Egypt’s Copts in shock over church virginity testing

Sunday 23/10/2016
Egyptian Christian girls light candles in the Hanging Church in Old Cairo, Egypt, August 30th, 2016. (Reuters)

Cairo - Anger is rising among Christians in Egypt after a former legal adviser to the Coptic Orthodox Church accused the church of forcing Christian girls to take virginity tests before getting married.
Ramses al-Naggar said a number of churches subject girls to the tests, which activists called a “humilia­tion” for Christian women.
“The tests will be obligatory in all churches by next July,” Naggar said. “The church just wants to ensure that wives-to-be are virgins before marriage.”
Coptic Orthodox Church spokes­man Bishop Polis Halim denied claims of virginity testing. He said church doctors ask women and men about to get married to be tested to ensure that they have no medical problems.
“This is also done by specialised doctors who use modern medical equipment,” Halim said. “The claim that we subject girls to virginity test­ing has nothing to do with reality.”
Like other Egyptians, Christian parents are strongly opposed to their daughters having premarital sex. In southern Egypt, where com­munities are dominated by strict tribal, family and religious rules, virginity is a serious issue.
A man could be killed by a wom­an’s family if he has had an affair with the woman. A woman could be killed by her relatives if she has — or is rumoured to have — lost her vir­ginity outside marriage.
Christian activists say in addition to degrading women, virginity test­ing violates human rights.
“These tests are a blatant viola­tion of the bodies of Christian wom­en,” said Christian activist Hany Ezzat. “They violate their rights as human beings.”
Other Christian activists called on Coptic Pope Tawadross II to im­mediately stop the practice of sub­jecting Christian girls to the tests and threatened to take the matter to court.
Nagger said the testing was part of pre-marriage courses given by the church to couples. He said the courses include advice on sexual relations, how a woman should treat her husband and how couples can make their marriage a success.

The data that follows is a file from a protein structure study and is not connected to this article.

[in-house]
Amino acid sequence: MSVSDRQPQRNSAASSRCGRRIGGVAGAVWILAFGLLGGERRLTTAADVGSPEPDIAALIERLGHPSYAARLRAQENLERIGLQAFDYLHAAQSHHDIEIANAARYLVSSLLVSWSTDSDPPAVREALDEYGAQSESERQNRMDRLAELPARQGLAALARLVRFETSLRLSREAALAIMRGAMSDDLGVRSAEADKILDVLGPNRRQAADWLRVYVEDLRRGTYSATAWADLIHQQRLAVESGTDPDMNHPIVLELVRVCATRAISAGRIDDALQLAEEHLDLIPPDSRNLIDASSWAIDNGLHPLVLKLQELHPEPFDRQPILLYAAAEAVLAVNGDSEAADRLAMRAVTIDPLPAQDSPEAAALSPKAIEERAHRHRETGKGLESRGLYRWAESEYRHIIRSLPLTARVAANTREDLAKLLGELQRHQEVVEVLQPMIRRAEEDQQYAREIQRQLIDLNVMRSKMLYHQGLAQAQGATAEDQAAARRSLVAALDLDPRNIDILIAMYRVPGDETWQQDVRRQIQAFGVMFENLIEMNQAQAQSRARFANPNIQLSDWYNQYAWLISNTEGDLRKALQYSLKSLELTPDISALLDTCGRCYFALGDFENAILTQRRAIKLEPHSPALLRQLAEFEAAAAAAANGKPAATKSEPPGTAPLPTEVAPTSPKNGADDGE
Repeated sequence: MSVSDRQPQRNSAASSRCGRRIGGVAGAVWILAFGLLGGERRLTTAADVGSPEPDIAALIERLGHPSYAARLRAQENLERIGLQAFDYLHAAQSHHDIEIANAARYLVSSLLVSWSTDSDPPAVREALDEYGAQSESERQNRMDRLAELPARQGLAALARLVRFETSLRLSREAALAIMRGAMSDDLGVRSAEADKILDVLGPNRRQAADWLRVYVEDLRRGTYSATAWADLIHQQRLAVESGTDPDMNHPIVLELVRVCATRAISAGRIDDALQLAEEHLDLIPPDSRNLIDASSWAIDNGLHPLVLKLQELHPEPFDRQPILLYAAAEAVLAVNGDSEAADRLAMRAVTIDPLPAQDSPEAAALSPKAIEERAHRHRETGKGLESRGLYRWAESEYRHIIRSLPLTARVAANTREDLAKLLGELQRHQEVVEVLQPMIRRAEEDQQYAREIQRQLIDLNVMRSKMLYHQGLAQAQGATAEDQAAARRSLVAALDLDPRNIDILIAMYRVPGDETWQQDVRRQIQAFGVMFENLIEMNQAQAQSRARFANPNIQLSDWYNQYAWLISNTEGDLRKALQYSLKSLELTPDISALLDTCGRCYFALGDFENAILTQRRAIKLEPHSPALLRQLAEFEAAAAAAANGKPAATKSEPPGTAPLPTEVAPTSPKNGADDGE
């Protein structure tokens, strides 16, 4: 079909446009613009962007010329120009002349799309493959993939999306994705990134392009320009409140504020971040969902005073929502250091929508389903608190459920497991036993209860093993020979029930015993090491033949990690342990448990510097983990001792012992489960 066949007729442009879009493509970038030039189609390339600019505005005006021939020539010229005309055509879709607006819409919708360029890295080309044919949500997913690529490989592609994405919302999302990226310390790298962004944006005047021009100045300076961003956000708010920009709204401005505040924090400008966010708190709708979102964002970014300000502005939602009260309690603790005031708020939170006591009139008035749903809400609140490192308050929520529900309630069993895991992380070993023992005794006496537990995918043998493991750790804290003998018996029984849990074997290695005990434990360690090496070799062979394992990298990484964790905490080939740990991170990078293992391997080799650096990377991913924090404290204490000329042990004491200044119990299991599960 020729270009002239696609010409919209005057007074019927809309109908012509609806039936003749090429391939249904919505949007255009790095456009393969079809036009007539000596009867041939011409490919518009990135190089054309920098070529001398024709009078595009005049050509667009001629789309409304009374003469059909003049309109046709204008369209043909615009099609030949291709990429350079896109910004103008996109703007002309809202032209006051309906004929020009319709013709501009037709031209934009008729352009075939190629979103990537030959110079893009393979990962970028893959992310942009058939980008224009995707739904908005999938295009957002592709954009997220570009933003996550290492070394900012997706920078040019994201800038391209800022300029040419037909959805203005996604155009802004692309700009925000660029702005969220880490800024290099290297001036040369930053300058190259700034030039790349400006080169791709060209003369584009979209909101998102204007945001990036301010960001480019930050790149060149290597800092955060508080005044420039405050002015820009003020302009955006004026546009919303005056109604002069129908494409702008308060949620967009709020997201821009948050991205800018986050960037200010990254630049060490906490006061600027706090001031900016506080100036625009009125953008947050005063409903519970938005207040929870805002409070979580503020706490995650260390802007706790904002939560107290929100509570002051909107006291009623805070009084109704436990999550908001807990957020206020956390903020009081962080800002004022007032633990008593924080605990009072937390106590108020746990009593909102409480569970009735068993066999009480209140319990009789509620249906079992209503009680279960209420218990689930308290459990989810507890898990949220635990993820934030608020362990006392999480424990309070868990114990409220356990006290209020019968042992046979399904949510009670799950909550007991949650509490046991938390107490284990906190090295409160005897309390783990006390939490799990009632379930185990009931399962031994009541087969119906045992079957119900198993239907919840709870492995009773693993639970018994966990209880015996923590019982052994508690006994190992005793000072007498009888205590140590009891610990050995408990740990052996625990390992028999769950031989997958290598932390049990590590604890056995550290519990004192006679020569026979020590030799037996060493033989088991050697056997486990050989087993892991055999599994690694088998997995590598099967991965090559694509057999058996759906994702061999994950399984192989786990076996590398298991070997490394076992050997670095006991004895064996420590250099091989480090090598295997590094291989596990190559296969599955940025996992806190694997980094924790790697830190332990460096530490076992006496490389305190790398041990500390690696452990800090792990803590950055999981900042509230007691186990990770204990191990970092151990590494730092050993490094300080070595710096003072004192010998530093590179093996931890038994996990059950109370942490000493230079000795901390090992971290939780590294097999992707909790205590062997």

“The church does this in its bid to prevent divorce,” he said. “Some men come to the church after mar­riage to complain that the women they got married to were not vir­gins.”
Divorce is a thorny issue for the followers of the Coptic Orthodox Church, the majority of Egypt’s Christians who account for almost 10% of the country’s 91 million people. The church allows divorce only for adultery. Christian activ­ists said many thousands of Chris­tian couples remained together only because they were unable to get a divorce.
The church has prepared a per­sonal status law to also permit divorce on other grounds, includ­ing drug addiction, apostasy and disease. The law has yet to be ap­proved by the government.
Virginity testing has been an is­sue in Egypt since a group of girls alleged that the army had subject­ed them to the tests in 2011, soon after the downfall of long-time president Hosni Mubarak.
The army did not admit to forc­ing the girls to take the tests but human rights groups accused the army of violating the human rights of the girls and degrading them.
Few Christians seem ready to ac­cept church denials about virginity tests, especially those who claim to know about the testing.
Samih al-Masry, a resident of the southern province of Qena, said Christian girls are asked to take vir­ginity tests at the churches of the province before their engagement.
“The tests are also done in a primitive and degrading manner,” Masry said. “After the tests are made, the future husbands are in­formed of the results.”
Christian activist Ashraf Anis said Qena was among several provinces where churches subject Christian girls to the tests.
“Parents have to accept the test­ing because they know that if they refuse it, their daughters will be accused of not being chaste,” Anis said. “This is why they have to si­lently accept this invasive prac­tice.”

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